Free National Movement (FNM) delegates were left wondering whether Long Island MP Loretta Butler-Turner and her running mate Dr. Duane Sands were ever equipped to take on the leadership of the party following their last-minute decision to abort their bids for the party’s leadership and deputy leadership races yesterday.
Sands made the confirmation to The Nassau Guardian around 2 a.m. Friday, just hours before voting was to begin.
They were going against FNM Leader Dr. Hubert Minnis and FNM Deputy Leader Peter Turnquest.
As Butler-Turner and Sands confirmed the reports, delegates still toed a long line to cast their votes.
Stanley Minnis told The Nassau Guardian that Butler-Turner’s and Sands’ decision made it clear as to who the leader of the party is.
“They claimed they were ready for leadership and then they leave the people that were supporting them without even consulting with them and then just dropped them,” he said. “That’s a bad sign of leadership already, there.
“It shows that they weren’t even ready for the task that they claim that they were.
“How could you take a people out to a war and then leave them? It is simple. They were not equipped or ready for the leadership.”
Laverne Gardiner told The Guardian she was frustrated and curious as to what the party’s plan would be going forward.
“I just didn’t like the way it was done,” she said. “We have come through all this process.
“I think you are there. You should have finished your race and then you see the outcome of it.
“How could you concede in the middle of the convention? So what are we supposed to do now? You have conceded. You didn’t finish the race.
“So what are the delegates supposed to do after that? Somebody please tell me because I don’t know.
“I don’t know what the plan is now. I am waiting to hear like most of the delegates here to know what’s going on.”
Dr. Shawn Thurston, senior campaign manager for Peter Turnquest, said the exit was not only a bit too late, but showed lack of consideration for the convention.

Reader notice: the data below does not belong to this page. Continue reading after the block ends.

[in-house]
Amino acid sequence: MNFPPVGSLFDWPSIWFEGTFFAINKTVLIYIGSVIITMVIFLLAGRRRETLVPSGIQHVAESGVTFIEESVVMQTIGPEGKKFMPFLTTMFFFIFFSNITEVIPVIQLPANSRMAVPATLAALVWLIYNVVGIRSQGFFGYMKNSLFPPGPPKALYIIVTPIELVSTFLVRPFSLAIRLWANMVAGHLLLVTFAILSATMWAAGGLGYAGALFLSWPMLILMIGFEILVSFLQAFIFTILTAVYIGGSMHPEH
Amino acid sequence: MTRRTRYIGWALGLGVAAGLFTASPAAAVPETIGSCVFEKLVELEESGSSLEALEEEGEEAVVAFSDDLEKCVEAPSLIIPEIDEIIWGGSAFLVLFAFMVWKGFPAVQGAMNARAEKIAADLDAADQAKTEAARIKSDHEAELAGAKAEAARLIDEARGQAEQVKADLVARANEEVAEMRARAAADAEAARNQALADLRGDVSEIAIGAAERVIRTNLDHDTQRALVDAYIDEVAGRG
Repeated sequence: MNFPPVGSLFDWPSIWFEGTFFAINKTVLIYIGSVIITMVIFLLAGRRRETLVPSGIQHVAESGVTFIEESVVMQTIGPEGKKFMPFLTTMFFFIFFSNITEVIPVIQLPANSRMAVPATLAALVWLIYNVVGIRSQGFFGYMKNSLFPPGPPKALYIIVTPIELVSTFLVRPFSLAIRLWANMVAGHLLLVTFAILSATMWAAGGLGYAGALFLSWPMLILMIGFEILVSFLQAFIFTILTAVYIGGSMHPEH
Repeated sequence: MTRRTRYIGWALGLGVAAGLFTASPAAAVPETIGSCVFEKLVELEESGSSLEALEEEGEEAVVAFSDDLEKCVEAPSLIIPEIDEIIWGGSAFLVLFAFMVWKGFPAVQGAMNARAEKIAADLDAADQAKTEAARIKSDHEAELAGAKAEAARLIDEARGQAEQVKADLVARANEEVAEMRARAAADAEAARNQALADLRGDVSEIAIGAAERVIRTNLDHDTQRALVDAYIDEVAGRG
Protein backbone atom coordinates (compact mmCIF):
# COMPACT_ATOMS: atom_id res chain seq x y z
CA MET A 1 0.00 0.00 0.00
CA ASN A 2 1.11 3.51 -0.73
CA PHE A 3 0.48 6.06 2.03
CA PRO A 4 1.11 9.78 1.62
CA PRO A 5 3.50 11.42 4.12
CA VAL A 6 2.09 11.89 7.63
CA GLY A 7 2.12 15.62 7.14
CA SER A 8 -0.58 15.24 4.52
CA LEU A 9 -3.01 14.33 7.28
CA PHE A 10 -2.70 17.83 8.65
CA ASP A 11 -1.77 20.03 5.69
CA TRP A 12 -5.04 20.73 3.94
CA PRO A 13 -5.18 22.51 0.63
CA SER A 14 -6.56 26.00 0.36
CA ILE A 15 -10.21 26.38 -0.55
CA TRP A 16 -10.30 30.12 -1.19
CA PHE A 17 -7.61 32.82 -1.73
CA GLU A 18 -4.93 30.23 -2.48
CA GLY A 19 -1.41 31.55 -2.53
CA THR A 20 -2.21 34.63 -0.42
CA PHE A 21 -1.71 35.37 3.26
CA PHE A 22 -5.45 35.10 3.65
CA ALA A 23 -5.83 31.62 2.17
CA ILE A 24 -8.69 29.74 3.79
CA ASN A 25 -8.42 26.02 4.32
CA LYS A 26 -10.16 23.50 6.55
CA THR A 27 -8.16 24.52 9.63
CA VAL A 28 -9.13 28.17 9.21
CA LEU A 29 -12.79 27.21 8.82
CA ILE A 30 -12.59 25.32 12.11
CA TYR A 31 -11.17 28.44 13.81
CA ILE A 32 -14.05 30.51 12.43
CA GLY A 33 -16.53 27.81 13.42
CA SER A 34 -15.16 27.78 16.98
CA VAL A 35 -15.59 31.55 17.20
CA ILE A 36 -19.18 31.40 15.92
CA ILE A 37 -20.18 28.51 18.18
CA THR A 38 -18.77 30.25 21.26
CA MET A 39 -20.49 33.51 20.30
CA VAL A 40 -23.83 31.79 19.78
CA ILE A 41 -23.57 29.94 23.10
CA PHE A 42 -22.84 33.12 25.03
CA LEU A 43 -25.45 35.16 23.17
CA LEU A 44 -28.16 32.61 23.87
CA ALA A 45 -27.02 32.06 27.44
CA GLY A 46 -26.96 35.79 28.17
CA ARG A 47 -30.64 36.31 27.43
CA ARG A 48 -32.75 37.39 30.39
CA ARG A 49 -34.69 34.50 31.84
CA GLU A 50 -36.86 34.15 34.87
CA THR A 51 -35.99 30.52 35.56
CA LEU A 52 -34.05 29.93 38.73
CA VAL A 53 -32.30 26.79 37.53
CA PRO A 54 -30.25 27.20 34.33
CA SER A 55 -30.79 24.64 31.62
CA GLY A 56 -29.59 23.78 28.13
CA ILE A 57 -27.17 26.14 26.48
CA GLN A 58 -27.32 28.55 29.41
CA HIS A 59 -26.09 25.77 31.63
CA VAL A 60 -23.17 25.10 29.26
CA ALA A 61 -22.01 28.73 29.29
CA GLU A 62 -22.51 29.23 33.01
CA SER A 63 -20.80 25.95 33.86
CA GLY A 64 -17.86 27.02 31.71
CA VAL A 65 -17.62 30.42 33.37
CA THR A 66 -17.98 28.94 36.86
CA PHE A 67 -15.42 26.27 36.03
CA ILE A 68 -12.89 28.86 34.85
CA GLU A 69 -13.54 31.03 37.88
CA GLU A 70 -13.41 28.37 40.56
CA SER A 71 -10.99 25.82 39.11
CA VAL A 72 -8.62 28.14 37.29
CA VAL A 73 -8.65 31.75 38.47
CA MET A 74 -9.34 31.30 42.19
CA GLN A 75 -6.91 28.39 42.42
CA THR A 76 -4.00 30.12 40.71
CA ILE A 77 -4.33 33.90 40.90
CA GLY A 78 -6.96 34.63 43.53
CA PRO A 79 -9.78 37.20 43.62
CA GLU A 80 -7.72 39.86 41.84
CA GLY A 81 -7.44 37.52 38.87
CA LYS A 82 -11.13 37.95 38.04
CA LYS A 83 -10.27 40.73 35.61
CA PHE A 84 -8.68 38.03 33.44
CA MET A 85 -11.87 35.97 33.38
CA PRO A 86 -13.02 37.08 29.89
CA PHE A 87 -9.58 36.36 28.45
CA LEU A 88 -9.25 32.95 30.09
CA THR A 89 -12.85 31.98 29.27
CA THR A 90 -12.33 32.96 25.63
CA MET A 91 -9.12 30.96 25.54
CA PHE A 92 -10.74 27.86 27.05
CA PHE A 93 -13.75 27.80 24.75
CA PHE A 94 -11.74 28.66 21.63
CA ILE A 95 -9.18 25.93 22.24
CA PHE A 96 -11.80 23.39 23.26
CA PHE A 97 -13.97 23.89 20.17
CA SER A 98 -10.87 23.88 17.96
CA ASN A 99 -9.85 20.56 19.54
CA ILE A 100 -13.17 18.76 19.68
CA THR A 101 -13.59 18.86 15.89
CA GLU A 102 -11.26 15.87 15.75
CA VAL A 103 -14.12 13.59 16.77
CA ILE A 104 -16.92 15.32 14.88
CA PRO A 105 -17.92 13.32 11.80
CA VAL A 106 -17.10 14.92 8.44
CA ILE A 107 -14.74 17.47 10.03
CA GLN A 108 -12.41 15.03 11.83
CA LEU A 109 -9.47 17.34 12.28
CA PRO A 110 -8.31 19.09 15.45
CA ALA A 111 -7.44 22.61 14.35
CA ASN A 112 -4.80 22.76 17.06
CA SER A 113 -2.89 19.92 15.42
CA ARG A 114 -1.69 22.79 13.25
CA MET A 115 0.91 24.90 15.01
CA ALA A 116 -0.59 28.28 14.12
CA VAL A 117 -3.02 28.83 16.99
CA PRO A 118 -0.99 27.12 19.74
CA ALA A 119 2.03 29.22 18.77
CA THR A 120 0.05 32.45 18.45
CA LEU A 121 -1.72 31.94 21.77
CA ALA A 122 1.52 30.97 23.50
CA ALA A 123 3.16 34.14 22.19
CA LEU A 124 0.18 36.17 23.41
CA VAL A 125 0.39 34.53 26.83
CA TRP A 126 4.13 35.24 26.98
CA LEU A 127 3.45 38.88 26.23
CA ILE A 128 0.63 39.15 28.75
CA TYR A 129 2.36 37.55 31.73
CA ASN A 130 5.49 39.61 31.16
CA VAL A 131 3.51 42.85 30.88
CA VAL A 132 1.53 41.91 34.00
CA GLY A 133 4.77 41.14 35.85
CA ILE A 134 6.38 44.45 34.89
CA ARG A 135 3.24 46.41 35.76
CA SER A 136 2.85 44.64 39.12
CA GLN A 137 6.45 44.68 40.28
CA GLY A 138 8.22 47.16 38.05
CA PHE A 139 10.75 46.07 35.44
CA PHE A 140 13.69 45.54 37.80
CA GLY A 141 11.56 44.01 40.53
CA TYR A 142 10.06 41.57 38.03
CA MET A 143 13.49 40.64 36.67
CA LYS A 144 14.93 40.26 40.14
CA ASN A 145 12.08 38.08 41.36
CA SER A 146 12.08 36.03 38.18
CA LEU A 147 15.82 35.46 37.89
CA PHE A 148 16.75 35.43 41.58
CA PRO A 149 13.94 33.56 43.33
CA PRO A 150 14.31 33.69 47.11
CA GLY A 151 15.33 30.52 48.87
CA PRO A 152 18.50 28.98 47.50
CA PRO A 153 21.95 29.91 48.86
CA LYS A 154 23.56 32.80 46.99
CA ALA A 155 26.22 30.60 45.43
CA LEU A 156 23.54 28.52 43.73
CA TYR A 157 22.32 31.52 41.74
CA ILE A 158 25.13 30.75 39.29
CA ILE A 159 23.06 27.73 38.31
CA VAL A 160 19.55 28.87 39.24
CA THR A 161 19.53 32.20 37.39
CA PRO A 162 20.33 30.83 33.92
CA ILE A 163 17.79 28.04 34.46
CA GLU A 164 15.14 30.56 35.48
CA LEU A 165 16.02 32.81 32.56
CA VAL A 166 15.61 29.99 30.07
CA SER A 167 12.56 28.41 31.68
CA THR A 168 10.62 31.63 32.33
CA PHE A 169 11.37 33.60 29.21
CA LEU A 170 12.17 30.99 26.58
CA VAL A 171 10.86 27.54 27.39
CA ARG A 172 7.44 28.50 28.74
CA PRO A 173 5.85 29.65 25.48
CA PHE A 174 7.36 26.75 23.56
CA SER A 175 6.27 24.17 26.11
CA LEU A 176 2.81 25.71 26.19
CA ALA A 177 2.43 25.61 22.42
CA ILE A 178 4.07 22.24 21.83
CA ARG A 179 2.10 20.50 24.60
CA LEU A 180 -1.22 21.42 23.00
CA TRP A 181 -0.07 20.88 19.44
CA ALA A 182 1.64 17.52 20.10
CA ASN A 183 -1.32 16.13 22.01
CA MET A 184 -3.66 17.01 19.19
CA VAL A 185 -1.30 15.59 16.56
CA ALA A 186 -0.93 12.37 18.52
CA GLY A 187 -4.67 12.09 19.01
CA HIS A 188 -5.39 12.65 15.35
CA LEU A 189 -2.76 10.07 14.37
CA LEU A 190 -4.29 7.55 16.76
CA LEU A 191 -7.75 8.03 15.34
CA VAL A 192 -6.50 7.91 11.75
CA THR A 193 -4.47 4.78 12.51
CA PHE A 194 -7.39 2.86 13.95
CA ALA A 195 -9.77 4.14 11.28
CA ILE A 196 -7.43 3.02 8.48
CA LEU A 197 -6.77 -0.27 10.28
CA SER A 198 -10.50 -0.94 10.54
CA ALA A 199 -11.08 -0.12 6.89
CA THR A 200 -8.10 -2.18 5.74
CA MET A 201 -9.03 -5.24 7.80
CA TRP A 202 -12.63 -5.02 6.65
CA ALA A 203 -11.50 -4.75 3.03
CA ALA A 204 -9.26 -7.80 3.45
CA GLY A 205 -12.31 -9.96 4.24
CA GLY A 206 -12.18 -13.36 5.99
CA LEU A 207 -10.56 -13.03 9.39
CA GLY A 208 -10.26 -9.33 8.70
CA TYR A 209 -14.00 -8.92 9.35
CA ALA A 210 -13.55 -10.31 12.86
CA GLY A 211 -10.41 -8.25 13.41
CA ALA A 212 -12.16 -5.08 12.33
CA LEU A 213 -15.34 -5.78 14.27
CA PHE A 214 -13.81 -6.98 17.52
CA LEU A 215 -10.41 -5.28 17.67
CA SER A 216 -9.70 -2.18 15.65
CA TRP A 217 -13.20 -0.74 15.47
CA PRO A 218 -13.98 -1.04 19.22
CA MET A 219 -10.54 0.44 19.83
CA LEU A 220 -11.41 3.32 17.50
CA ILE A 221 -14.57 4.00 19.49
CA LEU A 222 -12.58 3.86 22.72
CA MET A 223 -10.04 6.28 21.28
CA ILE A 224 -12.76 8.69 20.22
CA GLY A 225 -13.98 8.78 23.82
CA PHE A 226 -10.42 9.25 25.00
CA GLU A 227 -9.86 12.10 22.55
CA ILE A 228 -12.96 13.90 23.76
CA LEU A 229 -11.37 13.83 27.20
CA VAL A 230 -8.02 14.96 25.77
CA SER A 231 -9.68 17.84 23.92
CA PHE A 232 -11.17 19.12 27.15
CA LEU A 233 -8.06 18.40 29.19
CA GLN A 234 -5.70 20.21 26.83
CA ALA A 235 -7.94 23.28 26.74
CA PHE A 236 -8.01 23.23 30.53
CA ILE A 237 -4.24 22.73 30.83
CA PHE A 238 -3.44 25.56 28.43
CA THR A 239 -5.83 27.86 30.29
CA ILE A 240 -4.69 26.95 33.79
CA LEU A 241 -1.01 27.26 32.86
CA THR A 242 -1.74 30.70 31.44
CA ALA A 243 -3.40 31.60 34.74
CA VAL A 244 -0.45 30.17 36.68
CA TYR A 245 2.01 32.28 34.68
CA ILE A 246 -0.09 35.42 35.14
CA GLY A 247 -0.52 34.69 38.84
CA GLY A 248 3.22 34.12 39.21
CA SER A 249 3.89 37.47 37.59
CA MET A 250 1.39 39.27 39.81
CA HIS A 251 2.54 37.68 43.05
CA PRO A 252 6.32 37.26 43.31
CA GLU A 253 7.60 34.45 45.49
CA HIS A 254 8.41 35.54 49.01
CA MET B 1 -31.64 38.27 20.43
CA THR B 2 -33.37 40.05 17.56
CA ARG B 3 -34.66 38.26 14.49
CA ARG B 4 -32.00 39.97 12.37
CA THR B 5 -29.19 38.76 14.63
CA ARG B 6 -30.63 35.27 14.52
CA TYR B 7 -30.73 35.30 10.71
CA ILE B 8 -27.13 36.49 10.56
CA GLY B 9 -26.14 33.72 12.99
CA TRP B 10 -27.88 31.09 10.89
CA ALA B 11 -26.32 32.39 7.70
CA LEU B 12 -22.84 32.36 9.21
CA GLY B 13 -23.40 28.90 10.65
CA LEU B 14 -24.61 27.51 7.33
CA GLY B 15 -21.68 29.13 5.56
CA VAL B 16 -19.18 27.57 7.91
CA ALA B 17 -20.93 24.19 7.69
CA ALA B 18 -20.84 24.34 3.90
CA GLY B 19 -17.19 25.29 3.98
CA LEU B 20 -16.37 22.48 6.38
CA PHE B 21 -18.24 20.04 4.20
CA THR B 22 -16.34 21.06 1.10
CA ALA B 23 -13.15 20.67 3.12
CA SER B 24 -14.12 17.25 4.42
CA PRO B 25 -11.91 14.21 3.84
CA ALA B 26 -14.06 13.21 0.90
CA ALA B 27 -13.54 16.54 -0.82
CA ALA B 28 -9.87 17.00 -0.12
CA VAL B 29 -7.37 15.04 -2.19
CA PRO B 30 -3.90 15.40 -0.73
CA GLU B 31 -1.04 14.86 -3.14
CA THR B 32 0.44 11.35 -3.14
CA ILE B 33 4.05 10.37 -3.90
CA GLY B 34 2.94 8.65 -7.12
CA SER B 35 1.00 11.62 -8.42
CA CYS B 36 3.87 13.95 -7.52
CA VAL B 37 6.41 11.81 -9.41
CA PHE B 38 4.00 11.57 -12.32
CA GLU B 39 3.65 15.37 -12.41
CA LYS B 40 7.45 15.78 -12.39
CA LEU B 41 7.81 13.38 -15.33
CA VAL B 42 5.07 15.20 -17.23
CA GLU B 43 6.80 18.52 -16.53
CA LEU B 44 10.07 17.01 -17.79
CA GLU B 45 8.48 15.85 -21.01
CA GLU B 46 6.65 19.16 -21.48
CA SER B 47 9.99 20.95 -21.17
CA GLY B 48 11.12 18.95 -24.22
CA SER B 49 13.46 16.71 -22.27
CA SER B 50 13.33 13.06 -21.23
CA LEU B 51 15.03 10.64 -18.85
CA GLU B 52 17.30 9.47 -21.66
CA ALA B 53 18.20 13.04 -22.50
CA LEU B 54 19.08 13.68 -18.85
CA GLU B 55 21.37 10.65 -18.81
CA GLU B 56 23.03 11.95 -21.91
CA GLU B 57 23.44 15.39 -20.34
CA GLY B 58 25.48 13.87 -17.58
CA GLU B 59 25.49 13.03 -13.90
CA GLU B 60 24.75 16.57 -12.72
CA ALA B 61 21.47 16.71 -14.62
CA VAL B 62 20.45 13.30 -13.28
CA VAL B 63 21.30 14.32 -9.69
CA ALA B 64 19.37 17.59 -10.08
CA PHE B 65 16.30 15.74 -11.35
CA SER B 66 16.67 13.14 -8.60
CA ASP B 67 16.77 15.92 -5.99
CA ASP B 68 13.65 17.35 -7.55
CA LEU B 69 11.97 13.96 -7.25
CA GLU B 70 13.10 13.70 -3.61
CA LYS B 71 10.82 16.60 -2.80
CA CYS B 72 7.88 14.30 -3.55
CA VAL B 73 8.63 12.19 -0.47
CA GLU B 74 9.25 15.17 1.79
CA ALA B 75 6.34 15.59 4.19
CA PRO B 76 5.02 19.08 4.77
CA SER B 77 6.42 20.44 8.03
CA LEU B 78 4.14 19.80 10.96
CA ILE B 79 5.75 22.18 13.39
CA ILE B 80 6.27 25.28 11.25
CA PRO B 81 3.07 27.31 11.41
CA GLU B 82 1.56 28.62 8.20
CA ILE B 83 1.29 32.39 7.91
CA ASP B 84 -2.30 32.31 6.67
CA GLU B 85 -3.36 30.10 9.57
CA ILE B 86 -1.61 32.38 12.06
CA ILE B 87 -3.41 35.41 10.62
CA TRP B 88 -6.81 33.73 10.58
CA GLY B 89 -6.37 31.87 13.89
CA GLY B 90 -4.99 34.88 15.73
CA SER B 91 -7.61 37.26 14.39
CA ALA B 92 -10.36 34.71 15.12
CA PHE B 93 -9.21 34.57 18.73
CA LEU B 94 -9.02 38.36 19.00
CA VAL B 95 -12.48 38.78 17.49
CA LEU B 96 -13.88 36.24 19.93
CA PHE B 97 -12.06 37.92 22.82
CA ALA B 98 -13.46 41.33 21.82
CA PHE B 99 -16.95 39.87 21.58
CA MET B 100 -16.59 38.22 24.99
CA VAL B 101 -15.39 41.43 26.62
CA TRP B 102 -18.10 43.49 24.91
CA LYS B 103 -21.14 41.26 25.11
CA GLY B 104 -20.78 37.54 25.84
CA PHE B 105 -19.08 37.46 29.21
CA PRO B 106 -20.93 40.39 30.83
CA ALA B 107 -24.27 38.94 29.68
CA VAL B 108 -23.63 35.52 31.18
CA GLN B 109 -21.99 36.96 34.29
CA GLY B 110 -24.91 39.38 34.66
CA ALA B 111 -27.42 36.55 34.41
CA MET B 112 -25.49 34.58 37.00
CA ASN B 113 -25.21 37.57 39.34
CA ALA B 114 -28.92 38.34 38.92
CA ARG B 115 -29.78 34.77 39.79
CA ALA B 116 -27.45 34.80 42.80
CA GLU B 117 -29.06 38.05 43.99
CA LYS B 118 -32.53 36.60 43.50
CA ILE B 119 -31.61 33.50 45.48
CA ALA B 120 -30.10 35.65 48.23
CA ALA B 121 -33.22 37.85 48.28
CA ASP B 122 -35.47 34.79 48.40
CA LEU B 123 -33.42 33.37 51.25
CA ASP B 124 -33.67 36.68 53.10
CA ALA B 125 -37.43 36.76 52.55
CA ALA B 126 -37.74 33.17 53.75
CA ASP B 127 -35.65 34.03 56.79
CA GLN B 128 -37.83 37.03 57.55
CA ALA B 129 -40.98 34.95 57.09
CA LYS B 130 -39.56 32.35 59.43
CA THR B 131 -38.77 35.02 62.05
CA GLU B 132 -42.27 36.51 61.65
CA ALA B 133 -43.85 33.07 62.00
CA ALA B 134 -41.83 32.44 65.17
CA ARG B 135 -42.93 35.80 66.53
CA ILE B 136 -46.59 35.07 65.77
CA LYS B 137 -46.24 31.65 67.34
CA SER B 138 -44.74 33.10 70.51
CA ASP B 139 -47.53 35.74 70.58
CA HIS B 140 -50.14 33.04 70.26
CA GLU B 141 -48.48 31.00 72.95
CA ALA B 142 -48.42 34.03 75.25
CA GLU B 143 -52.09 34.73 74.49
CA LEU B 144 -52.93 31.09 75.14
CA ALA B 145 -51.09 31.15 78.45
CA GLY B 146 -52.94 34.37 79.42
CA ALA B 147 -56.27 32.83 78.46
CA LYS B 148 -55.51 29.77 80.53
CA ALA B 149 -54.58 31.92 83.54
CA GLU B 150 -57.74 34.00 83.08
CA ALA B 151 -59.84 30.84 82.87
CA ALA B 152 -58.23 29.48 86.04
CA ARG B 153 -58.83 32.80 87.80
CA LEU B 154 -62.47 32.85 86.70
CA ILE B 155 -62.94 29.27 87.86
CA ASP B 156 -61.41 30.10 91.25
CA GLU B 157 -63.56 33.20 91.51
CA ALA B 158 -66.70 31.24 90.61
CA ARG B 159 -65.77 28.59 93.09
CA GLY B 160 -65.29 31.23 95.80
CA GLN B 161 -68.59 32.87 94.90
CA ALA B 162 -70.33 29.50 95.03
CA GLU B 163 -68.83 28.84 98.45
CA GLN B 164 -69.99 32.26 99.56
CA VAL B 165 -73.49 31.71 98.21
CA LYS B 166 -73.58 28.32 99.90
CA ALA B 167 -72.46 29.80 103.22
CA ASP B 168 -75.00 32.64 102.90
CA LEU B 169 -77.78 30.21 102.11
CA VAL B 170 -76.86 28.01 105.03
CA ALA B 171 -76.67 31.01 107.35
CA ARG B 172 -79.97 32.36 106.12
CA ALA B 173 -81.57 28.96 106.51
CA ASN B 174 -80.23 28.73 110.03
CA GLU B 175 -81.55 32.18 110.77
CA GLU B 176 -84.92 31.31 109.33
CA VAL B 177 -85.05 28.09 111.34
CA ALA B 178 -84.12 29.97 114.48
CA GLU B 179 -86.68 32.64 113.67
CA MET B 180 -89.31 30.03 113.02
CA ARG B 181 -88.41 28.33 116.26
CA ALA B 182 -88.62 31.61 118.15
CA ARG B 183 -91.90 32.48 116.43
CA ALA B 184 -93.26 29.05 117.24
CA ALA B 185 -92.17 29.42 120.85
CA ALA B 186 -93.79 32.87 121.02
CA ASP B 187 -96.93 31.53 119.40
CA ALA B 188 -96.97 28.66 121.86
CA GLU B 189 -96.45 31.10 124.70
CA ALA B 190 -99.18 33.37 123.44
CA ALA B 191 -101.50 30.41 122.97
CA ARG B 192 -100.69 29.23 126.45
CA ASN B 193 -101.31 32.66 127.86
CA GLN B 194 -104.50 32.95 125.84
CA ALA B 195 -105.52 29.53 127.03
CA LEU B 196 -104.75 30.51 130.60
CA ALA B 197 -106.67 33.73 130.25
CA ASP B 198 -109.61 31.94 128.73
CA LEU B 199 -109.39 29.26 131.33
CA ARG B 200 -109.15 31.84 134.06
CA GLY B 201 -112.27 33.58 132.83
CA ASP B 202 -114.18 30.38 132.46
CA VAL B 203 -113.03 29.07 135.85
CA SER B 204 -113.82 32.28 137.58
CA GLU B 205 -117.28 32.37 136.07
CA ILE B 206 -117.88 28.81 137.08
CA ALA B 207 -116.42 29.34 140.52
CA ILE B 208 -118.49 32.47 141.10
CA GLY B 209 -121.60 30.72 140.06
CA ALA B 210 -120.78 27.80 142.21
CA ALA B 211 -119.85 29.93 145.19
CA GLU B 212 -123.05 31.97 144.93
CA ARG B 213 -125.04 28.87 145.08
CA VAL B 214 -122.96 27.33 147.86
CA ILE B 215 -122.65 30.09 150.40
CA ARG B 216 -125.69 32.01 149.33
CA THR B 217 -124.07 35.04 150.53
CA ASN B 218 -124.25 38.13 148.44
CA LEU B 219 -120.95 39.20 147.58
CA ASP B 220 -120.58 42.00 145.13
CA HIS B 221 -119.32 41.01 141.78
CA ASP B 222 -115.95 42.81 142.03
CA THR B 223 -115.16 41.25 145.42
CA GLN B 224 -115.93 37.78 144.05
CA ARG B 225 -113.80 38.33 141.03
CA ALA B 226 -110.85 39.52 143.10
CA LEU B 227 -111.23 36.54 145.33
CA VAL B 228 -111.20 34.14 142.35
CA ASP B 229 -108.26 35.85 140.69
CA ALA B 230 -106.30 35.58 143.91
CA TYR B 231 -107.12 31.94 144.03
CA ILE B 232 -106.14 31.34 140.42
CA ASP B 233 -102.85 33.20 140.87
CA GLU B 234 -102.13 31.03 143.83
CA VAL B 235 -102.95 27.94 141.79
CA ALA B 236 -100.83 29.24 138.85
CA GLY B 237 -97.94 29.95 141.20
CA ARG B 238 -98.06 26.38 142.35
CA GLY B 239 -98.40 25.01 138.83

“From the start of the convention, they saw the mood of the people, delegates themselves, and when you are looking from the general populous, the atmosphere was all in favor of Doc (Minnis) and Peter,” he told The Guardian. “So for them just deciding that ‘hey we are going to remove ourselves from the race at the ninth hour’, to me that was a disrespect for the convention itself.”
Many Butler-Turner and Sands supporters chose not to speak publically, but appeared to be disturbed by the new development.
Despite the tension in the halls of the Melia Nassau Beach Resort where the convention is taking place, there were some supporters like Theresa Moxey-Ingraham and former senator Lanisha Rolle, who remained optimistic that the party would be united.
“I think it’s unfortunate that our party in convention had to get to this stage of what I call a bit of a crisis,” said Moxey-Ingraham. “But I think that the Butler-Turner and Sands team, being the good FNMs that I know that they are, would have acted in the best interests of the unity of the party.
“I am hopeful that at the end of this day that all the factions would have come back together and we would have displayed the type of unity and the type of harmony that we managed to display in the past and come together to put together a serious fighting team.”
Rolle said she believes the party will be successful in carrying out its agenda to become the next government.
She said: “This is only a rehearsal. In a short while the public is going to see the real thing and that’s to get rid of the PLP.”